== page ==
In the Matter of the Arbitration
of a Dispute Between
FEDERATION OF NURSES AND HEALTH
PROFESSIONALS, LOCAL 5001, AFT, AFL-CIO
Mr. Robert Russell, Field Representative, Wisconsin Federation of Nurses and Health Professionals, 7700 West Bluemound Road, Milwaukee, Wisconsin 53213, for the Union.
Mr. Timothy Schoewe, Deputy Corporation Counsel, Milwaukee County, Milwaukee County Courthouse, 901 North Ninth Street, Room 303T, Milwaukee, Wisconsin 53233, for the County.
The above-captioned parties, herein the Union and the County, are signatories to a collective bargaining agreement providing for final and binding arbitration. Pursuant to the parties' request for the appointment of an arbitrator, the Wisconsin Employment Relations Commission appointed Jane B. Buffett, a member of its staff, to hear and decide a dispute regarding the interpretation and application of the agreement. Hearing was held in Milwaukee, Wisconsin, on November 21, 1990. There was no transcript. The parties filed briefs, the last of which was received January 14, 1991.
The parties stipulated to the following statement of the issue:
Did the County violate the Collective Bargaining Agreement when it failed to replace a scheduled Registered Nurse with another Registered Nurse? If so, what is the appropriate remedy?
The Milwaukee County Mental Health Center, operated by the County, employs Registered Nurses and Medical Technologists who are members of the bargaining unit represented by the Union. On April 2, 1990, a Registered Nurse who was scheduled to work a PM shift on Unit 44D was unable to work. The County made no attempt to call-in a Registered Nurse, but rather, the absent nurse was replaced by an employe who was not a Registered Nurse and not a member of the bargaining unit. Registered Nurse Paul Wutt, a member of the bargaining unit, filed a grievance. He alleged that the use of a Licensed Practical Nurse or a Nurse's Aide violated the overtime provision of the parties' contract, and that he should have been called-in to fill the shift. That grievance is the subject of this award.
RELEVANT COLLECTIVE BARGAINING AGREEMENT PROVISIONS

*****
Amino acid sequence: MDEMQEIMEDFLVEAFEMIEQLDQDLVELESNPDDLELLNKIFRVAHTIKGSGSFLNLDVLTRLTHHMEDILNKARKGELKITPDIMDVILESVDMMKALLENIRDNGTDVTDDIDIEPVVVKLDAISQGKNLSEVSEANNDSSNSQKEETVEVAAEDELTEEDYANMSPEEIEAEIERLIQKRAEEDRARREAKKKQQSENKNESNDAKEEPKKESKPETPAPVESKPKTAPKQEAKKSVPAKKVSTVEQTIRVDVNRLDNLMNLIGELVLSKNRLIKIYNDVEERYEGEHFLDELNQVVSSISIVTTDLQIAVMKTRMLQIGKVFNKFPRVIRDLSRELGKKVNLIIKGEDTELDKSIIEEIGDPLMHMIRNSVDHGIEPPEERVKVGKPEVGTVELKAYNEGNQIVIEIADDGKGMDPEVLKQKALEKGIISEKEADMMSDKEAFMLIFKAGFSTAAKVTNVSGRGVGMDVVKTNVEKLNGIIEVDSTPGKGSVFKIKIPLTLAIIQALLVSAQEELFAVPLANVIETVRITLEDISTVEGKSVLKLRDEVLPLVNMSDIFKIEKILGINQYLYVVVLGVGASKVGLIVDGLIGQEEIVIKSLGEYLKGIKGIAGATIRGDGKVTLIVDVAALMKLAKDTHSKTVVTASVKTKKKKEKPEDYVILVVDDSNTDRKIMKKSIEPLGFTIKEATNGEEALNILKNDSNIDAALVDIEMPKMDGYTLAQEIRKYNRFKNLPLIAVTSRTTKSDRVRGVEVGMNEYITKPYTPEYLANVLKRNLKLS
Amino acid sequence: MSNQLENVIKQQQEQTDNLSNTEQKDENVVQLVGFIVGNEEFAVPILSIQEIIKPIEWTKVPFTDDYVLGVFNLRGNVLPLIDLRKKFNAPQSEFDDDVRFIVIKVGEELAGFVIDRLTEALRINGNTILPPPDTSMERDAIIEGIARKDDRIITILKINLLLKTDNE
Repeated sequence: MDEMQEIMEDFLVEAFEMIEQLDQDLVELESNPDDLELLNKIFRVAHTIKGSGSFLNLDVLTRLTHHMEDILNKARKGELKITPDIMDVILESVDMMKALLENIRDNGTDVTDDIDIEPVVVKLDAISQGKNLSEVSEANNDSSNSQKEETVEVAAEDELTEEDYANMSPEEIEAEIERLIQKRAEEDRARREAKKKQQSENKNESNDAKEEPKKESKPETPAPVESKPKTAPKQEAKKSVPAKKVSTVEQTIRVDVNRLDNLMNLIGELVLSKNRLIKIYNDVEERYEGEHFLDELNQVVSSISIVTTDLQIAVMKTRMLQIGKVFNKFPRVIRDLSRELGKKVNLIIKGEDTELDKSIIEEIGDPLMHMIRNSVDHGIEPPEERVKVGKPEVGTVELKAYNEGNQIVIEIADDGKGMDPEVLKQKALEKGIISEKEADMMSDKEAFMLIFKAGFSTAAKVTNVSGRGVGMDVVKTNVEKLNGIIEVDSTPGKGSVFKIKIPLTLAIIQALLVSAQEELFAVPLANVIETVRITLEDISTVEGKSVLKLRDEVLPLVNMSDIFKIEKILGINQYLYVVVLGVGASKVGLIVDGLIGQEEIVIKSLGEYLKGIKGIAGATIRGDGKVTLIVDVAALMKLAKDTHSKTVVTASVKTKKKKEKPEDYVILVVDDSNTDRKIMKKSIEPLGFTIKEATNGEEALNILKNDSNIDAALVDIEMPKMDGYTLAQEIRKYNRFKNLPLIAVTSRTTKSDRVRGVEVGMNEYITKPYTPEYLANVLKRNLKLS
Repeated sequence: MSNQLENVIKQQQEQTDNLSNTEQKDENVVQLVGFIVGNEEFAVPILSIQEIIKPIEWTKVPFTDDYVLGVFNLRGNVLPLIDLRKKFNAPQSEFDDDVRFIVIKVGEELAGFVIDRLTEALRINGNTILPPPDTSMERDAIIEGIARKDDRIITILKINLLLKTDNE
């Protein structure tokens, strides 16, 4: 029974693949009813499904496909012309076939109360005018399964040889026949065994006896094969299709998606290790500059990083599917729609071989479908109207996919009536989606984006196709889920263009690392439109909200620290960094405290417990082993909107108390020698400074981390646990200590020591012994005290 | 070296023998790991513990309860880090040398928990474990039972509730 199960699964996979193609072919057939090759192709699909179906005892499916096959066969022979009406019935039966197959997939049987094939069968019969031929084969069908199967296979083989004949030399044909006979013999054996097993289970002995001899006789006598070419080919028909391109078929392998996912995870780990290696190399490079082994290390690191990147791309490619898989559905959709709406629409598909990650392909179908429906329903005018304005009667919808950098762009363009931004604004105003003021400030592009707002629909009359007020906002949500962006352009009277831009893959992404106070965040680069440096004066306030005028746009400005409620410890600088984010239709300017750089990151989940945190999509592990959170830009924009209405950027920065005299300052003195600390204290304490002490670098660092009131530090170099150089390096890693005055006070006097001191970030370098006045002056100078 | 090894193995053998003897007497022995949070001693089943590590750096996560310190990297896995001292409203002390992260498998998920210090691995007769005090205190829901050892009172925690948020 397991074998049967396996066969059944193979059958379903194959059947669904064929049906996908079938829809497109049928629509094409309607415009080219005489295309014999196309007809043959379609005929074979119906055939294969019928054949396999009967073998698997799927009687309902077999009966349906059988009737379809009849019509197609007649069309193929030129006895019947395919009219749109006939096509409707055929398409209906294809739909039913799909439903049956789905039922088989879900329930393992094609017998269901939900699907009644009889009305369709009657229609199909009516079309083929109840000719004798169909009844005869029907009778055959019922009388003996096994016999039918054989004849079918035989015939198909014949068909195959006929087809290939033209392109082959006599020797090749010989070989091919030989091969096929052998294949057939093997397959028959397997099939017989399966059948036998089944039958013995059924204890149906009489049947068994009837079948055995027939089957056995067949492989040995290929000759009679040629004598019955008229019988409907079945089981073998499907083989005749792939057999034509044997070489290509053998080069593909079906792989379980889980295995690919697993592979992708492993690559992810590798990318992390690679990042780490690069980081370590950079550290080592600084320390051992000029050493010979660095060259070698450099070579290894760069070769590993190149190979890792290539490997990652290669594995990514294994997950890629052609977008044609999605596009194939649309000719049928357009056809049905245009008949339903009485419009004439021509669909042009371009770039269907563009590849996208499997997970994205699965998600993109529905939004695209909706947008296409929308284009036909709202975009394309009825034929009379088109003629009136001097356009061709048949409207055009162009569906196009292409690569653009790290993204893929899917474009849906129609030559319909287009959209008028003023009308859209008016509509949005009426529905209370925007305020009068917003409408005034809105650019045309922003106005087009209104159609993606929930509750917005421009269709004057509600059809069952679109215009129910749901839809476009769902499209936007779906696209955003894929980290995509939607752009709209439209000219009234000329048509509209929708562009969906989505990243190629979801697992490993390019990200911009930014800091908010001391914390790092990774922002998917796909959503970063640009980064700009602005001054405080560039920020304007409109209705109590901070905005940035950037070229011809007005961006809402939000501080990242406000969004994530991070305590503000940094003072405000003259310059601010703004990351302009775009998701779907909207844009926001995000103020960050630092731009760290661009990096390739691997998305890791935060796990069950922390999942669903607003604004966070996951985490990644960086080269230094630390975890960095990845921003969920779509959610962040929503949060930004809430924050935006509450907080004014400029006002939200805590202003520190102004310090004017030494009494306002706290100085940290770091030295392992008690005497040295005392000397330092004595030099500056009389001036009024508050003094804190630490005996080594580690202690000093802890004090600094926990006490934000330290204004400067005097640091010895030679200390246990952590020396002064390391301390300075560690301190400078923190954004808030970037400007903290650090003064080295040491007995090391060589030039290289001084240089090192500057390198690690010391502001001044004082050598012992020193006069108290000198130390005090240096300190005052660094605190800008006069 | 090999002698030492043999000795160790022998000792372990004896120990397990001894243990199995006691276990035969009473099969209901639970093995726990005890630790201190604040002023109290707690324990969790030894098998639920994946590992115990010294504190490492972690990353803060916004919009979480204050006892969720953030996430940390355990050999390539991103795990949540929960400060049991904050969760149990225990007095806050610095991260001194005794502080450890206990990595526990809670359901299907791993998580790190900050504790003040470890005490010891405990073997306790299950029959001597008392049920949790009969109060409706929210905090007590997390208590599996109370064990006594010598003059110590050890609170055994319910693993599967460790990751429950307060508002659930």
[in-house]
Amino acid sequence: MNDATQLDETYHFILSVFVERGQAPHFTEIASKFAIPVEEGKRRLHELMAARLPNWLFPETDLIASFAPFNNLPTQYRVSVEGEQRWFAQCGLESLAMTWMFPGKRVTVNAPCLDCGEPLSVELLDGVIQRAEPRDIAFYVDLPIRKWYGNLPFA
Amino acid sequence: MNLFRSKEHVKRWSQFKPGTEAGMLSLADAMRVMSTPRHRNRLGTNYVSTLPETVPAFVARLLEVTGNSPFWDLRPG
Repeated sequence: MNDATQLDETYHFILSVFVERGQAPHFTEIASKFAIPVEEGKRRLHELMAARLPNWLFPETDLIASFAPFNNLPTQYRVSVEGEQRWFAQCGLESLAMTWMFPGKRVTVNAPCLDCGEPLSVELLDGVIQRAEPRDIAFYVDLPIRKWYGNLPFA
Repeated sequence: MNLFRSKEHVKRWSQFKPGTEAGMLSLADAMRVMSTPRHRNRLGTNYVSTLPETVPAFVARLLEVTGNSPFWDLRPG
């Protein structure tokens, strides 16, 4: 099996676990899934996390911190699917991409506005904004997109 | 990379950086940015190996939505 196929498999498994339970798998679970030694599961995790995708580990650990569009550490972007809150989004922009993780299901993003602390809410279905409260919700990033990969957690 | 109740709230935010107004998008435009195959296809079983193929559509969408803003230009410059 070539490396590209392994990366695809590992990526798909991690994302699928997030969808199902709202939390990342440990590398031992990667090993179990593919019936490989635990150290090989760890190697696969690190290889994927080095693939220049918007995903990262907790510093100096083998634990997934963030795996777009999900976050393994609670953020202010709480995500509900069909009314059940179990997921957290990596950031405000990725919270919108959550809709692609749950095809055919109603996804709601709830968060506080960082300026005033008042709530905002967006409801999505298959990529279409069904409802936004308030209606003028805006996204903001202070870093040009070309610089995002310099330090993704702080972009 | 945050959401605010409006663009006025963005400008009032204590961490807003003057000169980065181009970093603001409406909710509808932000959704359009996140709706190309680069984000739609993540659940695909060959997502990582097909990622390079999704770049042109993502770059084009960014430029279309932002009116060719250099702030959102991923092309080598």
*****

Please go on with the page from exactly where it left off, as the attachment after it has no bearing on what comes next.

1.05 MANAGEMENT RIGHTS. The County of Milwaukee retains and reserves the sole right to manage its affairs in accordance with all applicable laws, ordinances, resolutions and executive orders. Included in this responsibility, but not limited thereto, is the right to determine the number, structure and location of departments and divisions, the kinds and number of services to be performed; the right to determine the number of positions and the classifications thereof to perform such service; the right to direct the workforce; the right to establish qualifications for hire, to test and to hire, promote and retain employes; the right to transfer and assign employes, subject to existing practices and the terms of this Agreement; the right, subject to civil services procedures and the terms of the Agreement related thereto, to suspend, discharge, demote or take other disciplinary action and the right to release employes from duties because of lack of work or lack of funds; the right to maintain efficiency of operations by determining the method, the means, and the personnel by which such operations are conducted and to take whatever actions are reasonable and necessary to carry out the duties of the various departments and divisions.
In addition to the foregoing, the County reserves the right to make reasonable rules and regulations relating to personnel policy procedures and practices and matters relating to working conditions, giving due regard to the obligations imposed by this Agreement. However, the County reserves total discretion with respect to the function or mission of the various departments and divisions, the budget, organization, or the technology of performing the work. These rights shall not be abridged or modified except as specifically provided for by the terms of this Agreement, nor shall they be exercised for the purpose of frustrating or modifying the terms of this Agreement. But these rights shall not be used for the purpose of discriminating against any employe or for the purpose of discrediting or weakening the Federation.
(4) Every reasonable effort shall be made to meet overtime needs on a voluntary basis. Such over-time will be offered to the most senior qualified employe on a rotating basis.